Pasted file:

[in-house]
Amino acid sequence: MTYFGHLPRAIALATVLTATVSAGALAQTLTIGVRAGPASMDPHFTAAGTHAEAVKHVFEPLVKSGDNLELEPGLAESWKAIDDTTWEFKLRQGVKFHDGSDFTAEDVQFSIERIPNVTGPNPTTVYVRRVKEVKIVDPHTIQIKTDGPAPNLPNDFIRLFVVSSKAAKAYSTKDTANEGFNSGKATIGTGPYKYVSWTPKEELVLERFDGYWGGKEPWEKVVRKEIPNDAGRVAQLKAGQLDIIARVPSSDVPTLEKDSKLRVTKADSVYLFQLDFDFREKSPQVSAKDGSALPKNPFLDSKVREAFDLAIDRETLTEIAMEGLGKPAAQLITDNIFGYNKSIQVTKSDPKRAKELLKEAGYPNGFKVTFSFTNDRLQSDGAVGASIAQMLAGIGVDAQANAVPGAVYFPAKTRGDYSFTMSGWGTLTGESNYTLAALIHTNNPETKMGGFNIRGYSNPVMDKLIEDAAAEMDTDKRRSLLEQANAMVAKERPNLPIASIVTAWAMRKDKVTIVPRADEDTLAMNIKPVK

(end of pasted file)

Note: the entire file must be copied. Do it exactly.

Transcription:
[in-house]
Amino acid sequence: MTYFGHLPRAIALATVLTATVSAGALAQTLTIGVRAGPASMDPHFTAAGTHAEAVKHVFEPLVKSGDNLELEPGLAESWKAIDDTTWEFKLRQGVKFHDGSDFTAEDVQFSIERIPNVTGPNPTTVYVRRVKEVKIVDPHTIQIKTDGPAPNLPNDFIRLFVVSSKAAKAYSTKDTANEGFNSGKATIGTGPYKYVSWTPKEELVLERFDGYWGGKEPWEKVVRKEIPNDAGRVAQLKAGQLDIIARVPSSDVPTLEKDSKLRVTKADSVYLFQLDFDFREKSPQVSAKDGSALPKNPFLDSKVREAFDLAIDRETLTEIAMEGLGKPAAQLITDNIFGYNKSIQVTKSDPKRAKELLKEAGYPNGFKVTFSFTNDRLQSDGAVGASIAQMLAGIGVDAQANAVPGAVYFPAKTRGDYSFTMSGWGTLTGESNYTLAALIHTNNPETKMGGFNIRGYSNPVMDKLIEDAAAEMDTDKRRSLLEQANAMVAKERPNLPIASIVTAWAMRKDKVTIVPRADEDTLAMNIKPVK